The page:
Milton Friedman showed us that inflation is primarily a monetary phenomenon that is caused by governments printing money. Inflation is an insidious tax upon the value of assets, especially cash and fixed-interest investments, though it is popular among debtors because it reduces the real value of their debts.
So with Britain's national debt now approaching 80% of the gross domestic product, and a lot more once the off-balance sheet stuff is included, it will be very tempting for future governments to let inflation rip. Though since inflation has reduced the purchasing power of £1 in 1960 to about 6p today, this seems to have been official policy for most of the last 50-odd years!
Investors who kept their money in real assets such as gold, property, shares and inflation-linked bonds, which can keep pace with inflation, have done much better over the last 50 years than those who kept their money in cash and/or fixed-interest bonds.
One consequence is that nowadays many countries' bonds, rather than offering a risk-free return to investors, appear to give what James Grant, the publisher of Grant's Interest Rate Observer, calls "return-free risk".
Think long term
Since the 1950s, history tells us that whenever shares have yielded much more than bonds this is a strong signal to buy shares if you are prepared to take a long-term view and can ride out any further price falls as the yield gap invariably appears during an economic crisis.
History also tells us that buying bonds at very low yields is a good way to lose money over the long-term. You can see this in the most recent Barclays Capital Equity-Gilt study, which shows that investors who bought American Treasury bonds that paid 2% just after the end of the Second World War earned a real annual return over the next 35 years of minus 2.3%.
Plenty of good dividends
Lots of companies in the FTSE 100 (UKX) pay more than the 3.6% yield paid by a typical index tracker. Two of the more popular among investors are the oil supermajors, BP (LSE: BP) and Royal Dutch Shell (LSE RDSB), whose shares pay dividends of 4.6% and 4.9% respectively.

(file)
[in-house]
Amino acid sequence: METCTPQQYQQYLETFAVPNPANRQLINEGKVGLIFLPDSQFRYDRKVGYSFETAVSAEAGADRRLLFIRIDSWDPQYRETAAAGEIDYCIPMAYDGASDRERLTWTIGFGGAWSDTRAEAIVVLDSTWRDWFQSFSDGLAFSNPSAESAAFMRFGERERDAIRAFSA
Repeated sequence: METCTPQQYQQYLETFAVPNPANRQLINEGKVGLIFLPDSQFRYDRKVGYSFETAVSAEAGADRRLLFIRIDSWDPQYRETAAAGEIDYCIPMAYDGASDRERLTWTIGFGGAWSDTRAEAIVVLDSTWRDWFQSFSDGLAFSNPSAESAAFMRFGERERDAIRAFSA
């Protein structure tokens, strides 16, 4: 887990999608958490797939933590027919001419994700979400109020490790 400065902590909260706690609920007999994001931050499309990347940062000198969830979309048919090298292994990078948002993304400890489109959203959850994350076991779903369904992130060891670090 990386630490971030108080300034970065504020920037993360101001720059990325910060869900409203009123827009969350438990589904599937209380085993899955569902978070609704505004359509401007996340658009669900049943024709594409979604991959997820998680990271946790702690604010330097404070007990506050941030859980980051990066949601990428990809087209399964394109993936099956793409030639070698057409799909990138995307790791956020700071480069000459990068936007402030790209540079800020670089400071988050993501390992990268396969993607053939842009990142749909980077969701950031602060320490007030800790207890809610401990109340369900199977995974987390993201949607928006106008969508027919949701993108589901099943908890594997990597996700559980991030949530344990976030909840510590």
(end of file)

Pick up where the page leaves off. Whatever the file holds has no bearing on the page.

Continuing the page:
Some companies pay higher dividends, in particular the utilities like National Grid (LSE: NG), whose shares yield 5.5%. Many investors view utility company shares as being a hybrid of index-linked bonds and conventional shares, as their regulated monopoly allows them to impose price rises upon customers who have no alternative but to pay up. So their cashflows should be much more predictable and their dividends should grow steadily over time.
But the utilities' dividends aren't guaranteed, unlike the returns paid by gilts, and they are exposed to the sometimes capricious behaviour of their regulators and populist utility-bashing politicians. The example of the privatised phone companies around the world, whose monopolies have been eroded by the rise of the mobile phone, is something to also bear in mind.
Two utilities with local monopolies and businesses that are exceptionally resistant to technological change are the electric company SSE (LSE: SSE) with its 5.8% dividend, and the water company United Utilities (LSE: UU), which yields 4.7%.
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> Tony owns shares in National Grid, but none of the other companies mentioned.